the pure and broken are the more evolved – part 1.

I’ve spent the last few days trying to process my thoughts. Well, these have been thoughts I’ve been processing the last ten years, and thoughts I will continue to process for the rest of my life. I’m going to do my best to not let this blog get too long. I want to just give the basic idea of what I’m trying to say. This will be in relation to my it’s real blog. But I have more to say (shocker).

Eating Disorder
Generalized Anxiety Disorder
Obsessive Compulsive Disorder
Panic Disorder
Social Anxiety Phobia

This shows way, way more, these listed are just SOME of the common disorders.

Now that you’ve opened that tab… Are you shocked? Isn’t it crazy that there are so many? Do you even believe there are that many? Go to the site and click on whichever one you want, it will direct you to a page with about ten other options to click. Crazy, huh? It’s almost like mental illness is a REAL, and big issue.

The other day I went and saw the movie Split. I’m very sure that you’ve heard of it. Based off of the trailer it looks as though a guy abducts three girls and you get the impression that he has multiple personalities.

*may accidentally give some spoilers*

Within the movie, however, you learn that he has DID (dissociative identity disorder)— which in simple terms means: Characterized by the presence of two or more distinct personality identities. Each may have a unique name, personal history, and characteristics. ~Mayo Clinic

This disorder is rare, with fewer than 200,000 US cases per year. In comparison, generalized anxiety disorder is very common, with more than 3 million US cases per year. So, yeah, you don’t come across it often.

This movie takes the disorder to the extreme and gives Kevin(main character) 24 identities. Except the 24th isn’t revealed until the end of the movie. While watching the movie, I was in a packed theater. Throughout, when things would happen with Kevin—and his other identities— people would laugh. He would have a misstep with his disorder and people found this to be funny.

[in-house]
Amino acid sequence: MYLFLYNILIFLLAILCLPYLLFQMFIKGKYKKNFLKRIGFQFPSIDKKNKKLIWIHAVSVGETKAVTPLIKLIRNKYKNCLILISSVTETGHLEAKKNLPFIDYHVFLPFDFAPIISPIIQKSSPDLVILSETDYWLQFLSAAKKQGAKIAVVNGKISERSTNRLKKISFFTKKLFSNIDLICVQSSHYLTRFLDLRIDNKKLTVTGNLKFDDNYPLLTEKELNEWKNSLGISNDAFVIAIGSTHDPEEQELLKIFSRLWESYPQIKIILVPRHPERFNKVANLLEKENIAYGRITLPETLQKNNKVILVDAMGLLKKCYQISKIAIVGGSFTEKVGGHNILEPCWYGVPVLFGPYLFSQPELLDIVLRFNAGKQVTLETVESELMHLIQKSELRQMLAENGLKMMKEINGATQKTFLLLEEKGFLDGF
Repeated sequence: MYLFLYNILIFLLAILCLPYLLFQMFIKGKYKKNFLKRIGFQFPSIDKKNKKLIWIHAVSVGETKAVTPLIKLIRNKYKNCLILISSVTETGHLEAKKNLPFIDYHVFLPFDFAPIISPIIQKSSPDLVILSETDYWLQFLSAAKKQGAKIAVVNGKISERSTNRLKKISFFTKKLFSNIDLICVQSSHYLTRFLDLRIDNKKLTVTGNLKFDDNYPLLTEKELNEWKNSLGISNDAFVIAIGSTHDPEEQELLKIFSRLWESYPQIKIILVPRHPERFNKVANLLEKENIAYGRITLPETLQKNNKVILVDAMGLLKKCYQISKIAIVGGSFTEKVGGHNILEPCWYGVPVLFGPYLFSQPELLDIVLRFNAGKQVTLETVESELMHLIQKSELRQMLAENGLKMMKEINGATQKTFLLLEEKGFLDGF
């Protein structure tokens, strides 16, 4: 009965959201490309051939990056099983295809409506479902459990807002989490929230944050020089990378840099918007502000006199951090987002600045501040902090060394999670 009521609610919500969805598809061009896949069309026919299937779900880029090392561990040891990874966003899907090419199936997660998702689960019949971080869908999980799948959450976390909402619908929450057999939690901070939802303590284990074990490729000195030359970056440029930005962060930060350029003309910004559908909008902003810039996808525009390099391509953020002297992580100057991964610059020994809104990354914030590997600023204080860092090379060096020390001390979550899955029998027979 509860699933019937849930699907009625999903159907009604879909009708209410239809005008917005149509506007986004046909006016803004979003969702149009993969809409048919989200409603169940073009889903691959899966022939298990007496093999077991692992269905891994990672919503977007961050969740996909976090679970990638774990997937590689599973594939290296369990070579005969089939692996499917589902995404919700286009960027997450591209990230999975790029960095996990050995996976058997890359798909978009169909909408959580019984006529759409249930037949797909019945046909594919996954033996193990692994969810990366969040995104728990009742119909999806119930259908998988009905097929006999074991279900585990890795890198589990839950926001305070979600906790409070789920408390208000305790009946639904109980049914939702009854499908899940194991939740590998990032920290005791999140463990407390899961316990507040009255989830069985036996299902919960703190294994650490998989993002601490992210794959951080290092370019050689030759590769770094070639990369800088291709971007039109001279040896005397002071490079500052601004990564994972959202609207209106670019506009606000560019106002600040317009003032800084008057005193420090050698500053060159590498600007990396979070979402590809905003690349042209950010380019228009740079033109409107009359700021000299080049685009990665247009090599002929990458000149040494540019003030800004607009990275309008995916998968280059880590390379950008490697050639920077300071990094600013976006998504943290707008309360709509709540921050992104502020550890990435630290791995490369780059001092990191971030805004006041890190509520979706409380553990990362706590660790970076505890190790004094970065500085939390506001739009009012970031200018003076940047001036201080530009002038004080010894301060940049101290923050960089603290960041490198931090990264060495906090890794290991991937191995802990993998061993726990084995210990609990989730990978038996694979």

Specifically, he had an identity who was a nine-year-old boy, named Hedwig. Whenever Hedwig was on screen, well he acted like a nine-year-old boy— except he was inside the body of a thirty-year-old man. This came across as very funny to the people surrounding me; and to almost everyone else online. The amount of memes I’ve seen regarding Hedwig have really been testing my patience; the amount of memes I’ve seen about the movie in general, really.

They have taken a mental illness and portrayed it in a way that causes others to not only laugh at it, but also fear it. Kevin’s 24th identity was referred to as “the beast”.

I’m going to say this next thing trying not to give off any big events in the movie. The girls that were abducted didn’t get abducted on some random act. They were watched— well, two of the girls were watched. The third happened to be there by coincidence. The two were picked because they had hearts that were impure; in other words, they had never really suffered in their lives.

As the movie plays out “the beast” comes to realize that the third girl he had abducted was pure. She had spent her whole life suffering. So he didn’t hurt her— he walked away from her. When he first realized that she did suffer, he said something to her I’ll never forget. I don’t remember the exact line, but it was something like this: “The pure and broken are the more evolved.”